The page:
A federal appeals court has decided to review a lower court ruling that let a $200 billion lawsuit filed by “light” cigarette smokers proceed as a class action, according to a court document.
The appeals court also stopped proceedings in the suit. The stay in the case, sought by Philip Morris, was issued as of Thursday, the court order said.
Defendants in the case include Altria Group Inc.’s Philip Morris USA unit; Reynolds American Inc.’s R.J. Reynolds tobacco Co.; Loews Corp.’s Lorillard Tobacco unit; Vector Group Ltd.’s Liggett Group; and British American Tobacco Plc’s British American Tobacco (Investments) Ltd.
In September, U.S. Senior District Judge Jack Weinstein in Brooklyn, New York, granted class-action status in the case, which would have allowed the suit to go forward on behalf of all U.S. “light” cigarette smokers.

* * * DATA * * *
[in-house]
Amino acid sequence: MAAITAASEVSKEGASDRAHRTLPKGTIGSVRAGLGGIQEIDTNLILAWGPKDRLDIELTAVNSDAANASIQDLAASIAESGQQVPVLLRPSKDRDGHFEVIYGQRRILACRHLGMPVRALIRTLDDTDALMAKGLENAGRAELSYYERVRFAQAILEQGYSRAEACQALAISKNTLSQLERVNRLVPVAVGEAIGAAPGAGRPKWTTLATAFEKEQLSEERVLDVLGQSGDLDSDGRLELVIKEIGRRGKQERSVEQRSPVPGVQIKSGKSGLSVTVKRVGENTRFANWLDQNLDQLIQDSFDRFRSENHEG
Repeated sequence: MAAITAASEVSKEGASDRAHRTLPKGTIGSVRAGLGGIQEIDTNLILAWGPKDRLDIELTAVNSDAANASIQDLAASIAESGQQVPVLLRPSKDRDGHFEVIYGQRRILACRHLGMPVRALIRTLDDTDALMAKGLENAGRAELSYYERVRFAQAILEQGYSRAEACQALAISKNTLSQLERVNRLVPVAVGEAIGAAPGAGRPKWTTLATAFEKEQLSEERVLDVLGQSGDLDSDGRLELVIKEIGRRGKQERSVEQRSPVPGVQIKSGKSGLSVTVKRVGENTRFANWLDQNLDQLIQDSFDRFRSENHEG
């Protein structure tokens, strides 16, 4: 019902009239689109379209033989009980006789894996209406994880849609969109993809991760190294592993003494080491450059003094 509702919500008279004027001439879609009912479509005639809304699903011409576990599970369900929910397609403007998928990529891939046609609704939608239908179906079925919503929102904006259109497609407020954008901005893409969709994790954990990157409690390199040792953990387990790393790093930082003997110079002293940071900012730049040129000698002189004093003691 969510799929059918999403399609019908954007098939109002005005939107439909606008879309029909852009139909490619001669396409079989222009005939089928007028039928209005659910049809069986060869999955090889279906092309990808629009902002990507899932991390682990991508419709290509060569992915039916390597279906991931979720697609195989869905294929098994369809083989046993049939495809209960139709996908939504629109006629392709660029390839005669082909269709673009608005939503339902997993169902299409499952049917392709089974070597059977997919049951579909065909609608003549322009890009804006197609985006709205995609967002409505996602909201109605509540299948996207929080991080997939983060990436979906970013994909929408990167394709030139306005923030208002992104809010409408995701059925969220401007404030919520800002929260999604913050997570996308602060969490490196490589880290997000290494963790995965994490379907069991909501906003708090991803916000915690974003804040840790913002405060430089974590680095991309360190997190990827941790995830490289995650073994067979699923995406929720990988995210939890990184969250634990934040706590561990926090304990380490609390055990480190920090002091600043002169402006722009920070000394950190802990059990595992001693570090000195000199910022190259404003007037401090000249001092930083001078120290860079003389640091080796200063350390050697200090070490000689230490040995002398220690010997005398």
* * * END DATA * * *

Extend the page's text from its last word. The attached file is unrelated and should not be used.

The suit argued that tobacco companies defrauded smokers into thinking “light” cigarettes were safer than regular cigarettes. Lawyers for the smokers argued that “lights” brought tobacco companies between $120 billion and $200 billion in extra sales.
Attorneys for the tobacco companies countered that there was no way to tell how many people relied on the word “light” when choosing cigarettes, and said the smokers could not be grouped together as a class action.
“I expect the class will eventually be decertified; this is a first indication of that eventuality,” said Charles Norton, co-portfolio manager of Mutuals Advisors Inc.’s Vice Fund, which owns shares in tobacco companies.
Attorneys for the smokers could not be reached to comment on the appeals court ruling.